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3 Factors That Put You at Greater Risk of Developing Neck Pain

3 Factors That Put You at Greater Risk of Developing Neck Pain

Your neck is made up of seven small vertebral bones, along with muscles, tendons, and ligaments that give it mobility and strength. Damage, stress, or degeneration in any of these tissues can lead to neck pain. The nerves in your neck are also subject to compression or irritation.

At Interventional Spine and Pain Institute in Vero Beach, Florida, Dr. Michael Esposito and his experienced team are available to alleviate neck pain when it’s significant enough to limit daily activity and hinder your quality of life. 

Neck pain is the fourth leading cause of disability in the United States. Knowing how to prevent neck pain in the first place means you don’t have to take medications, endure corticosteroid injections, or use other methods of pain management. 

Here are three risk factors that make you more vulnerable to neck pain and how you can avoid it.

1. Poor posture

Are you slouched over a laptop, a tablet, or your phone while reading this? This posture puts you at increased risk of developing neck pain. When you bend your head to look forward at a 45- to 60-degree angle regularly to watch videos, answer texts, or read emails, you’re putting a lot of extra pressure on your neck. 

Your neck isn’t designed to sustain this amount of pressure for long periods. Tech neck becomes reality when you slouch over devices for work, entertainment, or socializing.

If you’re regularly in front of a computer or phone, sit up straight and bring the device up to eye level. Invest in ergonomic work equipment that fosters good posture to keep your neck healthy long-term.

2. Minor car accidents

You might not think twice about a minor fender bender during which no noticeable bodily injury occurred. But even seemingly mild collisions can result in serious damage to the soft tissue of the neck that can cause pain days, weeks, or even months later. 

Whiplash describes when your neck is thrust forward and backward suddenly — common when you’re in a collision of any sort. Symptoms don’t always show up right away. The rush of the accident may mask your pain, or sometimes it takes time for the inflammation to set in. 

Whiplash can cause long-term neck pain and dysfunction as well as chronic headaches. If you’re in any type of automobile accident, get checked out by a doctor. Early treatment for whiplash means you avoid future, persistent neck pain.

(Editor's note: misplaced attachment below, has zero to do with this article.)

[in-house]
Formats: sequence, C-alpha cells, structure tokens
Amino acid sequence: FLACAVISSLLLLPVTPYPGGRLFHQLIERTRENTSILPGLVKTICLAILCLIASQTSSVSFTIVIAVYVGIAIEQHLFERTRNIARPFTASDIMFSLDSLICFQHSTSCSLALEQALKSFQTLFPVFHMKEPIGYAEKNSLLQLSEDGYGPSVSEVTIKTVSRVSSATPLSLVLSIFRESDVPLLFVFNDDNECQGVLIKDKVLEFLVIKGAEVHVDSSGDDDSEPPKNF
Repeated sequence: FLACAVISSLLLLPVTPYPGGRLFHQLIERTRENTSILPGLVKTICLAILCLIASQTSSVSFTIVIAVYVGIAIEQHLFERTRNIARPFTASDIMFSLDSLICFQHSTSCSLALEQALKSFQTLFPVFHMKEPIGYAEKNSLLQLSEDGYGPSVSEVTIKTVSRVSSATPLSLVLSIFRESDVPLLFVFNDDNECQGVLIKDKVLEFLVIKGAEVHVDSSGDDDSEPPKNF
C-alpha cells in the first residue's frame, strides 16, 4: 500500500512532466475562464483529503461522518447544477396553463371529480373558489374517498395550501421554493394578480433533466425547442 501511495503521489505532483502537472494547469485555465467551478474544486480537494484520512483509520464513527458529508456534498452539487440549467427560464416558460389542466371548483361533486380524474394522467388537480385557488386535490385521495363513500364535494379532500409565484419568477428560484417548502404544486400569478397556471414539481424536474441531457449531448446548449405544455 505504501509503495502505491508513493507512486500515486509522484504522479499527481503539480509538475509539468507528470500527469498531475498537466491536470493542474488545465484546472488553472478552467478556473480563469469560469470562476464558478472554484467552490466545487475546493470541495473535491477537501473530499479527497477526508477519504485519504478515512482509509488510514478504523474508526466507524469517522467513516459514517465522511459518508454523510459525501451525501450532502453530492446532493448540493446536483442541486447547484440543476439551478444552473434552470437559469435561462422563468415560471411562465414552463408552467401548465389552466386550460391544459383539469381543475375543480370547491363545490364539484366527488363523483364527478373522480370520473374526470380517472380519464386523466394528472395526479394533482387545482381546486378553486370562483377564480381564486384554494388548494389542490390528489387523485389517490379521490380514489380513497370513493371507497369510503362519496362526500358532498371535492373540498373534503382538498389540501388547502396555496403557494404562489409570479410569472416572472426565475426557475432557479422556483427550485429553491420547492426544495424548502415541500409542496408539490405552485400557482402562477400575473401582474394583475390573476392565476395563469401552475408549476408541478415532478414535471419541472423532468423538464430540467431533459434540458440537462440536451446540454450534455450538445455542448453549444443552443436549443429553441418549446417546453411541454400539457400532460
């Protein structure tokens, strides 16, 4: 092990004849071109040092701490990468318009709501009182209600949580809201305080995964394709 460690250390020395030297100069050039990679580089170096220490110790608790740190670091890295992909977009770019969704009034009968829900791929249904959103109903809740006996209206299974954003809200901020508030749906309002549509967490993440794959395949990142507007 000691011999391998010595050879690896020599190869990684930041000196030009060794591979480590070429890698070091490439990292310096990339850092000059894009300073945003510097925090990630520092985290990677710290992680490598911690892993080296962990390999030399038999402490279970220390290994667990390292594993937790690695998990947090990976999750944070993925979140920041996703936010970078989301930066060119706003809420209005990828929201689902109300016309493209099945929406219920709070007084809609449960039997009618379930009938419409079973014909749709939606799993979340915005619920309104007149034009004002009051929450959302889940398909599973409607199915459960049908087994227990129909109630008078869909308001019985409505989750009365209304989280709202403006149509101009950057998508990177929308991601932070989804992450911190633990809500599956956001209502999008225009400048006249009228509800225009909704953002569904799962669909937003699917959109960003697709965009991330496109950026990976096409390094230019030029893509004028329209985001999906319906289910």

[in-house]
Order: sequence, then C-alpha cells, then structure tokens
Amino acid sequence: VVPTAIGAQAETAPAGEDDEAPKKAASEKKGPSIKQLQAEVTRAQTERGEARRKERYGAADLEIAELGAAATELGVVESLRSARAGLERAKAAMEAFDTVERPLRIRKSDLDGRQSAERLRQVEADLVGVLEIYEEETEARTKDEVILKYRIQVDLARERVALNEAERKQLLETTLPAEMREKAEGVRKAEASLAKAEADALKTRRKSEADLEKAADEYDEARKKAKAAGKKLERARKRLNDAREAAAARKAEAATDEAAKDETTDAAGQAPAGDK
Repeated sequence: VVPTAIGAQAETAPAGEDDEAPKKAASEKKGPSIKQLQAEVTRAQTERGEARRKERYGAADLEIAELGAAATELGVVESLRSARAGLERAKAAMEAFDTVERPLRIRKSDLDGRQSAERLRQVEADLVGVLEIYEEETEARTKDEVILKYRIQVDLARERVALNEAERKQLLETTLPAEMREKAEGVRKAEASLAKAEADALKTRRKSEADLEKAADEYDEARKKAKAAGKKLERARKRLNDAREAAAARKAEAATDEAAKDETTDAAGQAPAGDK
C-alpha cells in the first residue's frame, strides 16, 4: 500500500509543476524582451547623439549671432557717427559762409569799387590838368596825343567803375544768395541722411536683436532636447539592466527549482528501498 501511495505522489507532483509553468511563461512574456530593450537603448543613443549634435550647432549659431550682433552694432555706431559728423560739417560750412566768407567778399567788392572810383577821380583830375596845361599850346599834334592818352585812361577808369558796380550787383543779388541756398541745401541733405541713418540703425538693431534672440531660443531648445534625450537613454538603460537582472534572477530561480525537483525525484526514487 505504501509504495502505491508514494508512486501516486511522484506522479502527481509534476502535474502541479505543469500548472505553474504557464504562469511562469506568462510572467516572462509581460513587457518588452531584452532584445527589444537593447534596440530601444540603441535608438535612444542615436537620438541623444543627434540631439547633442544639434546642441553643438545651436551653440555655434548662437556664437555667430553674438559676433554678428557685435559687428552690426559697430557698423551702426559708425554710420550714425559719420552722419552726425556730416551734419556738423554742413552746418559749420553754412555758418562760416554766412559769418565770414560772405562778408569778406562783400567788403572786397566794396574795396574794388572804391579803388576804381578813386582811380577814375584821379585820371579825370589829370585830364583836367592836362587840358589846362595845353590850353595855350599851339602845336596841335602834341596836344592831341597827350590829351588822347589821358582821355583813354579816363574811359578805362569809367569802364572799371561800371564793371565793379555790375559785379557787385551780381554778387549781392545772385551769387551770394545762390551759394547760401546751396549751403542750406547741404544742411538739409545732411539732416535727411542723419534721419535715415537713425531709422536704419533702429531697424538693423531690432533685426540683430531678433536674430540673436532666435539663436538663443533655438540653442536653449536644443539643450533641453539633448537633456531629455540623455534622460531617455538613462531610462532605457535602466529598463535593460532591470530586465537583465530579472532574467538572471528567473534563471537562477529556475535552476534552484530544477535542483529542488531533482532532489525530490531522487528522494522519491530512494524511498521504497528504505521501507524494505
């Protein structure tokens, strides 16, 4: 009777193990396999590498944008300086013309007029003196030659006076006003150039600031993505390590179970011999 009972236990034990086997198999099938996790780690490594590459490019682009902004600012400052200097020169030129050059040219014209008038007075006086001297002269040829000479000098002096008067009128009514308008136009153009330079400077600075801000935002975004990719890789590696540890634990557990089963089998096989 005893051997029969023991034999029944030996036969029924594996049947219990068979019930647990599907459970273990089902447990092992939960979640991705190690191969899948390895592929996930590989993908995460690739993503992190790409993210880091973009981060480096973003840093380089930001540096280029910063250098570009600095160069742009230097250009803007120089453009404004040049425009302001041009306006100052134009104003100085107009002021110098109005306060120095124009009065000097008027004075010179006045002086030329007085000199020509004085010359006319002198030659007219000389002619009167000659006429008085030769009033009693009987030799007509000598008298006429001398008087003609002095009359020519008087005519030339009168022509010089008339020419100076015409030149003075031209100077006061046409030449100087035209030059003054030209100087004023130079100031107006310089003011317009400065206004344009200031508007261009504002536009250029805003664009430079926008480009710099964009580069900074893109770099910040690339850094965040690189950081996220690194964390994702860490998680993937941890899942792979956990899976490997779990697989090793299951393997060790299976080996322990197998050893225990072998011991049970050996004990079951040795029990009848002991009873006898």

3. Stressful living

Stress is inevitable, which is why it’s important to learn to manage it. Without stress-relieving strategies, your neck and shoulder absorb a lot of tension, causing the muscles there to spasm and freeze. 

Tense muscles can also pull your cervical spine out of alignment. This can lead to a pinched nerve or a ruptured cervical disc. 

Prioritize self-care and stress reduction strategies like deep breathing, massage, and yoga. Learn to delegate or seek help when you’re overwhelmed. 

Take frequent breaks, learn calming techniques such as meditation and deep breathing, and gently stretch and strengthen your neck and shoulder muscles with exercise.

What to do if you already have neck pain

If you’re suffering from neck pain, don’t ignore it. It could be a sign of cervical radiculopathy, arthritis, spinal stenosis, or a pinched nerve. If you’ve already had surgery on your neck, it could be scar tissue causing pain or an adjacent level of the spine acting up. Consult with Dr. Esposito at Interventional Spine and Pain Institute to find out the cause of your pain and get a customized treatment plan.

Treatments may include injections, physical therapy, movement modification, transcutaneous electrical nerve stimulation (TENS), or spinal cord stimulation. If your neck pain is severe or doesn’t respond to more conservative treatments, surgery may be required. 

Call Interventional Spine and Pain Institute today or use this website to request an appointment to find out more how to prevent neck pain and what Dr. Esposito can do to relieve it.

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